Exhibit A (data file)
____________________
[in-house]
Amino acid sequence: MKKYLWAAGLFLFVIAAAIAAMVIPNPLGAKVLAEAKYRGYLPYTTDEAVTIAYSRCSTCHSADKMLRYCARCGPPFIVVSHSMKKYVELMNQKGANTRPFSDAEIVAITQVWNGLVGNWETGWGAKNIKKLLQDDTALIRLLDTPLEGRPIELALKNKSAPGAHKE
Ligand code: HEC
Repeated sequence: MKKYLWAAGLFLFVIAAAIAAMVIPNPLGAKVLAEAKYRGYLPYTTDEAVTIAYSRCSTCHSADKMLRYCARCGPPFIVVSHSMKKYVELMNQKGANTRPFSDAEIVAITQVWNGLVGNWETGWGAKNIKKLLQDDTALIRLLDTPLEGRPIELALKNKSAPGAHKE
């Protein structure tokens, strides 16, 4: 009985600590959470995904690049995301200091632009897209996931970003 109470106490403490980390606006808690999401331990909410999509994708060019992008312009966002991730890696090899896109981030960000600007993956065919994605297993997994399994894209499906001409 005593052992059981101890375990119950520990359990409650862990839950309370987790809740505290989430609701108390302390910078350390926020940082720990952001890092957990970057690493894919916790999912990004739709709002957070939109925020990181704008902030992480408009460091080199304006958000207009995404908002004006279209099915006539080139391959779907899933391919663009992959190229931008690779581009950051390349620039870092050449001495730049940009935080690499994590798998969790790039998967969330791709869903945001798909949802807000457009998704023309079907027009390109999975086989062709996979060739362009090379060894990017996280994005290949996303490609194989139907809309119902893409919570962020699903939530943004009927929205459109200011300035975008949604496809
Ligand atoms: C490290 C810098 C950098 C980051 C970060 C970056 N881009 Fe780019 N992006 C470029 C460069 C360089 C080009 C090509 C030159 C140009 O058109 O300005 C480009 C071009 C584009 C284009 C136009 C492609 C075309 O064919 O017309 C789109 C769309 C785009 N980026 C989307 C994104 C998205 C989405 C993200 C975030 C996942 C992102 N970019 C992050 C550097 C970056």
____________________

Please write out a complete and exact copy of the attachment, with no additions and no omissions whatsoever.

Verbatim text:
[in-house]
Amino acid sequence: MKKYLWAAGLFLFVIAAAIAAMVIPNPLGAKVLAEAKYRGYLPYTTDEAVTIAYSRCSTCHSADKMLRYCARCGPPFIVVSHSMKKYVELMNQKGANTRPFSDAEIVAITQVWNGLVGNWETGWGAKNIKKLLQDDTALIRLLDTPLEGRPIELALKNKSAPGAHKE
Ligand code: HEC
Repeated sequence: MKKYLWAAGLFLFVIAAAIAAMVIPNPLGAKVLAEAKYRGYLPYTTDEAVTIAYSRCSTCHSADKMLRYCARCGPPFIVVSHSMKKYVELMNQKGANTRPFSDAEIVAITQVWNGLVGNWETGWGAKNIKKLLQDDTALIRLLDTPLEGRPIELALKNKSAPGAHKE
């Protein structure tokens, strides 16, 4: 009985600590959470995904690049995301200091632009897209996931970003 109470106490403490980390606006808690999401331990909410999509994708060019992008312009966002991730890696090899896109981030960000600007993956065919994605297993997994399994894209499906001409 005593052992059981101890375990119950520990359990409650862990839950309370987790809740505290989430609701108390302390910078350390926020940082720990952001890092957990970057690493894919916790999912990004739709709002957070939109925020990181704008902030992480408009460091080199304006958000207009995404908002004006279209099915006539080139391959779907899933391919663009992959190229931008690779581009950051390349620039870092050449001495730049940009935080690499994590798998969790790039998967969330791709869903945001798909949802807000457009998704023309079907027009390109999975086989062709996979060739362009090379060894990017996280994005290949996303490609194989139907809309119902893409919570962020699903939530943004009927929205459109200011300035975008949604496809
Ligand atoms: C490290 C810098 C950098 C980051 C970060 C970056 N881009 Fe780019 N992006 C470029 C460069 C360089 C080009 C090509 C030159 C140009 O058109 O300005 C480009 C071009 C584009 C284009 C136009 C492609 C075309 O064919 O017309 C789109 C769309 C785009 N980026 C989307 C994104 C998205 C989405 C993200 C975030 C996942 C992102 N970019 C992050 C550097 C970056």